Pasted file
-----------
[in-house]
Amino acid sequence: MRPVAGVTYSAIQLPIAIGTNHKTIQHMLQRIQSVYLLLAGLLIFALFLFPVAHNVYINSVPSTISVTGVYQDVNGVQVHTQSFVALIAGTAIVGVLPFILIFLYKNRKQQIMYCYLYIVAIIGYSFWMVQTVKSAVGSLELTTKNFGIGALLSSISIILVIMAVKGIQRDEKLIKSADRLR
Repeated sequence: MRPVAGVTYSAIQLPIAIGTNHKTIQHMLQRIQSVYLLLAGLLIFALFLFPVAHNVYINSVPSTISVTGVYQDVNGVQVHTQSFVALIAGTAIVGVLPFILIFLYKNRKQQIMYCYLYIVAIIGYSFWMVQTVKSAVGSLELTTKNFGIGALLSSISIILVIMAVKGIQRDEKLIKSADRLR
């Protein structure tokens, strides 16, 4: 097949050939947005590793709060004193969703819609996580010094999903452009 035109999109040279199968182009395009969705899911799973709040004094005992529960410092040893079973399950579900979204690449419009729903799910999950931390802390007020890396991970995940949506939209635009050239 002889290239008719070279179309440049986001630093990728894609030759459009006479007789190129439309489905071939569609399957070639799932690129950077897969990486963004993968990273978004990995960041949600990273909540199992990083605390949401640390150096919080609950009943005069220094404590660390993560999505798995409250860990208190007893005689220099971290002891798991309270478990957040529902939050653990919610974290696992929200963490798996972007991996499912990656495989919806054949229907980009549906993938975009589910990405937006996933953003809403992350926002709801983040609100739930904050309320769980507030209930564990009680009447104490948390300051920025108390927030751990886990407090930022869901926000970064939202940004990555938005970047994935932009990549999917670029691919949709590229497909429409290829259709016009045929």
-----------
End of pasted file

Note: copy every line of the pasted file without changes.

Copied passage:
[in-house]
Amino acid sequence: MRPVAGVTYSAIQLPIAIGTNHKTIQHMLQRIQSVYLLLAGLLIFALFLFPVAHNVYINSVPSTISVTGVYQDVNGVQVHTQSFVALIAGTAIVGVLPFILIFLYKNRKQQIMYCYLYIVAIIGYSFWMVQTVKSAVGSLELTTKNFGIGALLSSISIILVIMAVKGIQRDEKLIKSADRLR
Repeated sequence: MRPVAGVTYSAIQLPIAIGTNHKTIQHMLQRIQSVYLLLAGLLIFALFLFPVAHNVYINSVPSTISVTGVYQDVNGVQVHTQSFVALIAGTAIVGVLPFILIFLYKNRKQQIMYCYLYIVAIIGYSFWMVQTVKSAVGSLELTTKNFGIGALLSSISIILVIMAVKGIQRDEKLIKSADRLR
């Protein structure tokens, strides 16, 4: 097949050939947005590793709060004193969703819609996580010094999903452009 035109999109040279199968182009395009969705899911799973709040004094005992529960410092040893079973399950579900979204690449419009729903799910999950931390802390007020890396991970995940949506939209635009050239 002889290239008719070279179309440049986001630093990728894609030759459009006479007789190129439309489905071939569609399957070639799932690129950077897969990486963004993968990273978004990995960041949600990273909540199992990083605390949401640390150096919080609950009943005069220094404590660390993560999505798995409250860990208190007893005689220099971290002891798991309270478990957040529902939050653990919610974290696992929200963490798996972007991996499912990656495989919806054949229907980009549906993938975009589910990405937006996933953003809403992350926002709801983040609100739930904050309320769980507030209930564990009680009447104490948390300051920025108390927030751990886990407090930022869901926000970064939202940004990555938005970047994935932009990549999917670029691919949709590229497909429409290829259709016009045929």